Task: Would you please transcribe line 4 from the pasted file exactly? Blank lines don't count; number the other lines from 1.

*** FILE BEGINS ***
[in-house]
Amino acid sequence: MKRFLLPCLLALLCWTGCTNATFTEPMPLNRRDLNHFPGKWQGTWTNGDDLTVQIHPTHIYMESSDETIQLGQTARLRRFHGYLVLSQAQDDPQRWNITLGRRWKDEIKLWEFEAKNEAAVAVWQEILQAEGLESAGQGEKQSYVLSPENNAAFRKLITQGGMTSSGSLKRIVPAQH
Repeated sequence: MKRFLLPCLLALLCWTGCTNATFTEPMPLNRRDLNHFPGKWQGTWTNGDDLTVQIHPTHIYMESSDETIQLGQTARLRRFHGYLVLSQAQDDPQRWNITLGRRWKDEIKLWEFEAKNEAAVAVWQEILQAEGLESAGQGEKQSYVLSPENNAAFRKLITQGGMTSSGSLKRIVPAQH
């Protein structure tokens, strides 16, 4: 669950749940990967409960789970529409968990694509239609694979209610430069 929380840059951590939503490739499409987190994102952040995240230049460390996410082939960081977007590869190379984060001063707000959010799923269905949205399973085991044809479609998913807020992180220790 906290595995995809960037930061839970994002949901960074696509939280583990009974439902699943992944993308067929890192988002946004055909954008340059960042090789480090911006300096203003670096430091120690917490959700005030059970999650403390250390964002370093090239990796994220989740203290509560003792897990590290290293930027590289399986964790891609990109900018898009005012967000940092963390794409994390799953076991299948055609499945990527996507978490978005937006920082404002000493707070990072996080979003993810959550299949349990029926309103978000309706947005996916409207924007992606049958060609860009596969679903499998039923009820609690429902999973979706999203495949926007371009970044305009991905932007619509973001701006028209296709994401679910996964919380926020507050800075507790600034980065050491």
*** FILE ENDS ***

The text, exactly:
């Protein structure tokens, strides 16, 4: 669950749940990967409960789970529409968990694509239609694979209610430069 929380840059951590939503490739499409987190994102952040995240230049460390996410082939960081977007590869190379984060001063707000959010799923269905949205399973085991044809479609998913807020992180220790 906290595995995809960037930061839970994002949901960074696509939280583990009974439902699943992944993308067929890192988002946004055909954008340059960042090789480090911006300096203003670096430091120690917490959700005030059970999650403390250390964002370093090239990796994220989740203290509560003792897990590290290293930027590289399986964790891609990109900018898009005012967000940092963390794409994390799953076991299948055609499945990527996507978490978005937006920082404002000493707070990072996080979003993810959550299949349990029926309103978000309706947005996916409207924007992606049958060609860009596969679903499998039923009820609690429902999973979706999203495949926007371009970044305009991905932007619509973001701006028209296709994401679910996964919380926020507050800075507790600034980065050491």